The Volvo S40 returns for its sophomore year with a number of minor changes to the three-model lineup, which continues to be loaded with features at competitive prices.
Safety is a top priority at Volvo, and all S40 sedan and V50 wagon models come with side curtain and side-impact airbags, projector-type headlamps, a rear fog light, and anti-lock brakes with electronic brake-force distribution.
When Volvo re-engineered the S40 for 2004, the primary goal was to stuff the same levels of safety found in the flagship S80 luxury sedan into the S40's small package. To that end it was designed using something called VIVA, for Volvo Intelligent Vehicle Architecture. What appears to be an unprecedented amount of time, research, testing and detail went into the construction of the chassis and body in the interest of crash protection. There are several zones of deformation upon impact, built with different strengths of steel depending on that zone's function: conventional, high strength, extra high strength and ultra high strength steel.
The S40 looks like a sports sedan, particularly when fitted with the newly designed optional 17-inch alloy wheels. The V50 is a straightforward wagon extension of that look. The design is clean and elegant, Scandinavian simplicity. Inside, the S40 represents a sharp departure from previous Volvo designs, but above all is comfortable and full of convenience features.
On the road, both body styles are stable and relaxed. Even at high speeds, the Volvos can easily run with expensive sedans from BMW and Mercedes. The turbocharged T5 engine is wonderfully smooth, with quick but linear acceleration performance. The entry-level 2.4i engine feels nearly as quick and is just as smooth. The five-speed automatic is smooth and responsive. The suspension is firm but not jarring, offering an ideal balance of ride and handling, and the brakes are excellent. The S40 continues to enhance Volvo's reputation as a maker of superb sports sedans.
Standard equipment includes air conditioning and power windows and door locks, stability traction control, newly designed 16-inch alloy wheels, remote entry, in-dash CD system and theft-deterrent system. New for 2006 are improved cupholders, steering wheel audio controls, new exterior colors and simplified option structures.
The Select option package ($1,950) includes an eight-way power adjustable driver's seat, power tilt/slide sunroof, a premium Dolby Pro-Logic surround sound stereo system with six-disc in-dash CD changer and 12 speakers, a trip computer, and simulated wood inlays. The Sport option package ($875) includes Dynamic suspension, and sport alloy wheels. A Climate package ($675) is available for all models that includes rain-sensor wipers, heated front seats, and headlamp washers. Stand-alone options include a variety of metallic paints, Dynamic Stability and Traction Control ($695), five-speed automatic ($1,200), leather seating surfaces ($1,200), and dual integrated child booster seats ($300).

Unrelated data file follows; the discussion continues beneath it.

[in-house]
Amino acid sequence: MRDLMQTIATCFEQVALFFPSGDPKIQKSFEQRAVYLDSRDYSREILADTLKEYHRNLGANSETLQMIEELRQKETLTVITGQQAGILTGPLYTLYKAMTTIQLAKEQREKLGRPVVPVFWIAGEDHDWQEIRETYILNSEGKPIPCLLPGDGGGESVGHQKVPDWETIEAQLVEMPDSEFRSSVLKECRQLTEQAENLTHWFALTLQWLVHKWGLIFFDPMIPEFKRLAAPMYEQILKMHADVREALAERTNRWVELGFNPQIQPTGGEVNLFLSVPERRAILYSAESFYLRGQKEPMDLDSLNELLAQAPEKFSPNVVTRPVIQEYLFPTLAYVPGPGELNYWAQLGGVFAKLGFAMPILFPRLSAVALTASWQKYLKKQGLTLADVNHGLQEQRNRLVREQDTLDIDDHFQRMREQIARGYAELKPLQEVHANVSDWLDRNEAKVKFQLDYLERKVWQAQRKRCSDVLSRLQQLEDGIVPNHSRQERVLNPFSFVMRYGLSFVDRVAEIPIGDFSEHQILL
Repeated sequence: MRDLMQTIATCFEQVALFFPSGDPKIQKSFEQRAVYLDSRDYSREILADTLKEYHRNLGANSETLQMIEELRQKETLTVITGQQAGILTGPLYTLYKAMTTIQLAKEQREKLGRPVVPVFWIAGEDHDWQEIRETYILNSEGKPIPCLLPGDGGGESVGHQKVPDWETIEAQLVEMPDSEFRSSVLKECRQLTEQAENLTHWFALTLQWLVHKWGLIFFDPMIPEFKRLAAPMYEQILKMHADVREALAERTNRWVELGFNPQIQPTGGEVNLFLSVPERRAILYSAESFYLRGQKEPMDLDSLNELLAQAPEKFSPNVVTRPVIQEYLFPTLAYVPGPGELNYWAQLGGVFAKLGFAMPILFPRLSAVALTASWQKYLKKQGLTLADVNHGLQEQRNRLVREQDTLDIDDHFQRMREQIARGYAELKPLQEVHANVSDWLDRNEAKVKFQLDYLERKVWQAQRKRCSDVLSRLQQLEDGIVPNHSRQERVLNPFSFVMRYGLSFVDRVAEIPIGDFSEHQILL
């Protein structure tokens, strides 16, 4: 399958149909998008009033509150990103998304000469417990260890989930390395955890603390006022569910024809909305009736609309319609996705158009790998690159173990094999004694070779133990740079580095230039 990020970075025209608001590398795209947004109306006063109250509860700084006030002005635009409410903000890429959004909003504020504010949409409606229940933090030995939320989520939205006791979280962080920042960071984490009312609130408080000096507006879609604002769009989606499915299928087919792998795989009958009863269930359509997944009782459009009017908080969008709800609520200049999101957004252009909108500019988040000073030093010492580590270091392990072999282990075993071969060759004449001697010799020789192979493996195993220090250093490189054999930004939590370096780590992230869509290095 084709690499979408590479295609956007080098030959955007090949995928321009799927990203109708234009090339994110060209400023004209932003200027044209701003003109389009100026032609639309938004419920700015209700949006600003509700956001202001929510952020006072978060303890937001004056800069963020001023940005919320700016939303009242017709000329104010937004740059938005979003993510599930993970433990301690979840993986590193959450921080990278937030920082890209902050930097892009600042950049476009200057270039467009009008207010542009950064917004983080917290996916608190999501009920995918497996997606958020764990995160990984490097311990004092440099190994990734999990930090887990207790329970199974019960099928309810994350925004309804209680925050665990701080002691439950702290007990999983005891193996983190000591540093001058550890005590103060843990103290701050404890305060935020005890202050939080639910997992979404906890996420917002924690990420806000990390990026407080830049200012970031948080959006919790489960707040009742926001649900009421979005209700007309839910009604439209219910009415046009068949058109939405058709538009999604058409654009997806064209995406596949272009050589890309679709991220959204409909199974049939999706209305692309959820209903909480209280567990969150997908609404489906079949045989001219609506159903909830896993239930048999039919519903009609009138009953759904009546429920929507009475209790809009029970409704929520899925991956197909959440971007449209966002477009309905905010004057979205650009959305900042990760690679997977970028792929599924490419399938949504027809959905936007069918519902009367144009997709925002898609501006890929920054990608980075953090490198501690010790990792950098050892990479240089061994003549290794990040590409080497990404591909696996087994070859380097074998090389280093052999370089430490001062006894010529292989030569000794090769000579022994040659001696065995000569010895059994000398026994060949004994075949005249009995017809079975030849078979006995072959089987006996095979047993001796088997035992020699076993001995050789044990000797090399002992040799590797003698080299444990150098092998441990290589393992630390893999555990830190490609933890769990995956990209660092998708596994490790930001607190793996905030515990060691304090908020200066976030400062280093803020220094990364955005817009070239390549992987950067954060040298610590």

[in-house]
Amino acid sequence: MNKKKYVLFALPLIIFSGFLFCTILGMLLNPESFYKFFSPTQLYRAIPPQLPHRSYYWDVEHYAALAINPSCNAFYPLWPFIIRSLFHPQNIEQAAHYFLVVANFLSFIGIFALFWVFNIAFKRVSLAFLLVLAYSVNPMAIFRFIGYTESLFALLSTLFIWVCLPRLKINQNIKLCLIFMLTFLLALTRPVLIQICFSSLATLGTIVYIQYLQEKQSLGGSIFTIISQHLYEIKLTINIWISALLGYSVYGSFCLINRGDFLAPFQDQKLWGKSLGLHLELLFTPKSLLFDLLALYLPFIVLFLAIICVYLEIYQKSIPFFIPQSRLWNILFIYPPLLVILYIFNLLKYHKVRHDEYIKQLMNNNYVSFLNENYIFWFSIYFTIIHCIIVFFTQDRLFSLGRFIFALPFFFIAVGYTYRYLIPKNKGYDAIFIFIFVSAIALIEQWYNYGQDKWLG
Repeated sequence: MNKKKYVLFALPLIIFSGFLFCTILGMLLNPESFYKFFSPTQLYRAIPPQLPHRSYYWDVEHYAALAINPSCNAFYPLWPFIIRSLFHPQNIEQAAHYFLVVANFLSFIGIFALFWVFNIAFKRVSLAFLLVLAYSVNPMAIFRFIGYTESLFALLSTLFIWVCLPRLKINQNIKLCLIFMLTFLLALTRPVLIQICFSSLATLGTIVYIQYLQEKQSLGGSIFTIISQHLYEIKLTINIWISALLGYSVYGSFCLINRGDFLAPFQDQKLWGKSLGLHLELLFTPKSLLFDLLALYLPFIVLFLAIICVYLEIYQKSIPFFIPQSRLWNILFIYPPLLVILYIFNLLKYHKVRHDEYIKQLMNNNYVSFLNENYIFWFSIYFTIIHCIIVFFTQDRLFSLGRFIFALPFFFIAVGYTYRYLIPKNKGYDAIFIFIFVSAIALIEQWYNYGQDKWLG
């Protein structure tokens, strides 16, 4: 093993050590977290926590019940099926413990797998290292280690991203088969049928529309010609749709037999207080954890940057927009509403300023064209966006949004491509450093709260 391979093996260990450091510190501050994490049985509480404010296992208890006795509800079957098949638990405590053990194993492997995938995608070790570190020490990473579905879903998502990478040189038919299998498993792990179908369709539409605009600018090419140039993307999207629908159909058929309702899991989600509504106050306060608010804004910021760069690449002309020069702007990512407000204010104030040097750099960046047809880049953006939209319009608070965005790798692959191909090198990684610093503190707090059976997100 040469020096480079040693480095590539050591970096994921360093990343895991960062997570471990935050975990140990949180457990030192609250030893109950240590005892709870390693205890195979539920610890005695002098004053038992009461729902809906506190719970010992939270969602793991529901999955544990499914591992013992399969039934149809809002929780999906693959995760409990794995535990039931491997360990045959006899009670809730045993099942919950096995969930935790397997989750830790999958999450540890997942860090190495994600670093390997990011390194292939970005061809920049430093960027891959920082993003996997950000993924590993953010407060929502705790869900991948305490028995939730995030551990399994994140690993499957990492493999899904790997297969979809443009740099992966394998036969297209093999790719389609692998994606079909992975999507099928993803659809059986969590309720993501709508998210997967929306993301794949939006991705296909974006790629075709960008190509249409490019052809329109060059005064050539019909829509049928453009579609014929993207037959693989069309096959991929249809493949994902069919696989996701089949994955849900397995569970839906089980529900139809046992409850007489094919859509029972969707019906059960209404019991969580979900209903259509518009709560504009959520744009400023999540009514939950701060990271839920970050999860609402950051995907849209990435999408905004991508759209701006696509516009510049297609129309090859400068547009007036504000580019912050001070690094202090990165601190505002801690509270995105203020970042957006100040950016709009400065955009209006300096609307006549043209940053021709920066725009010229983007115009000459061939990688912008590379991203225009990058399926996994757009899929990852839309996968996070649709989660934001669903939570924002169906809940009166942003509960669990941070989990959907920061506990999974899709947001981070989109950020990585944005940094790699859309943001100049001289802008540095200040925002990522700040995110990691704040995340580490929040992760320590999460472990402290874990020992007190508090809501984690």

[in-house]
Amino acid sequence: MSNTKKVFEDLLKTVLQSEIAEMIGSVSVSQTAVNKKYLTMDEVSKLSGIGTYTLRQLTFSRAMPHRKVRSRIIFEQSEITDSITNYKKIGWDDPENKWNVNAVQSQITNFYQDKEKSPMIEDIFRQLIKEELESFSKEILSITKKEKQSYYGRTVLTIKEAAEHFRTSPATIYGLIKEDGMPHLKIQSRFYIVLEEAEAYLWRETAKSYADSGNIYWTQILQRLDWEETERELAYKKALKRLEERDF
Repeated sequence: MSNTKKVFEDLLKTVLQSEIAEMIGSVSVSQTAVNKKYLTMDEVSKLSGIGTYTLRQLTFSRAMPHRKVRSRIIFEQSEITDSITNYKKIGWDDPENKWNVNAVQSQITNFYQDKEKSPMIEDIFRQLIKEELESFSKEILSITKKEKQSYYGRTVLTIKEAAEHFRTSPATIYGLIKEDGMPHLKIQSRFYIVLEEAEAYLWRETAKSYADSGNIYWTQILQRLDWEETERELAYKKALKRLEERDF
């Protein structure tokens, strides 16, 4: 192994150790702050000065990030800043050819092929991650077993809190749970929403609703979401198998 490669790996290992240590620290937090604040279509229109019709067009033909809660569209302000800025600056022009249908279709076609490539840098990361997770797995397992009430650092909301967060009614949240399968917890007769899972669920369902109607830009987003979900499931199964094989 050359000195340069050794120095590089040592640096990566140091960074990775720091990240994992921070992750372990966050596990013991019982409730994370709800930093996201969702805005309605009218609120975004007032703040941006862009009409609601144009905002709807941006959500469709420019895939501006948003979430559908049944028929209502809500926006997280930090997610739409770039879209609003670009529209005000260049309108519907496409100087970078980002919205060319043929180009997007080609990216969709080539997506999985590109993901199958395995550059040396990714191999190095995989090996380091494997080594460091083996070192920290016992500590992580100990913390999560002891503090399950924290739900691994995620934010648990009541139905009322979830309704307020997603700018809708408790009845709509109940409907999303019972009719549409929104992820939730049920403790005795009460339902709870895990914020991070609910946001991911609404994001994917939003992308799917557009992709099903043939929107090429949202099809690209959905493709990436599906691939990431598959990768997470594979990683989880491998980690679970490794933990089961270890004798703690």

The S40 T5 ($26,615) and V50 T5 ($27,840) use a slightly larger 2.5-liter turbocharged version of the engine, making 218 horsepower and 236 pound-feet of torque over the wide range of 1500 to 4800 rpm. The T5 adds as standard equipment fog lights, a power driver's seat, leather gearshift knob, and trip computer. It comes standard with a superb six-speed close-ratio gearbox, but a five-speed automatic is also available. New for 2006 includes those new elements of the base car plus several more, including a pushdown feature to engage reverse with the six-speed manual, newly designed 16-inch alloys and optional 17-inch alloys, a new stand-alone optional IAQS air quality system, and new exterior colors.
Option packages for the T5 begin with the Sport package ($695), comprised of Dynamic suspension and newly designed Sagitta 17-inch alloy wheels. The Climate package ($695) is available for the T5, also. A Premium package ($2,195) offers a power tilt/slide glass sunroof, leather seating surfaces, eight-way power adjustable passenger seat with lumbar support, and memory for the power driver seat. Increasing the dynamics and the dynamic look is the appropriately named Dynamic Trim package ($2,025). Exterior body parts include a front chin spoiler, rear lower valance spoiler, a trunk-mounted spoiler, side skirts and 17-inch Scotia alloy wheels. The Audio package ($895) includes a 325-watt Dolby Pro-Logic II surround sound system with 12 speakers and an in-dash six-disc CD player. A Convenience package ($405) includes a Homelink remote garage door opener, an auto-dimming rearview mirror with compass and grocery bag holder. Stand-alone options are similar to the base car's except for the notable additions of bi-xenon headlamps ($700), DVD-based navigation system ($2,120), and the IAQS air quality system ($175).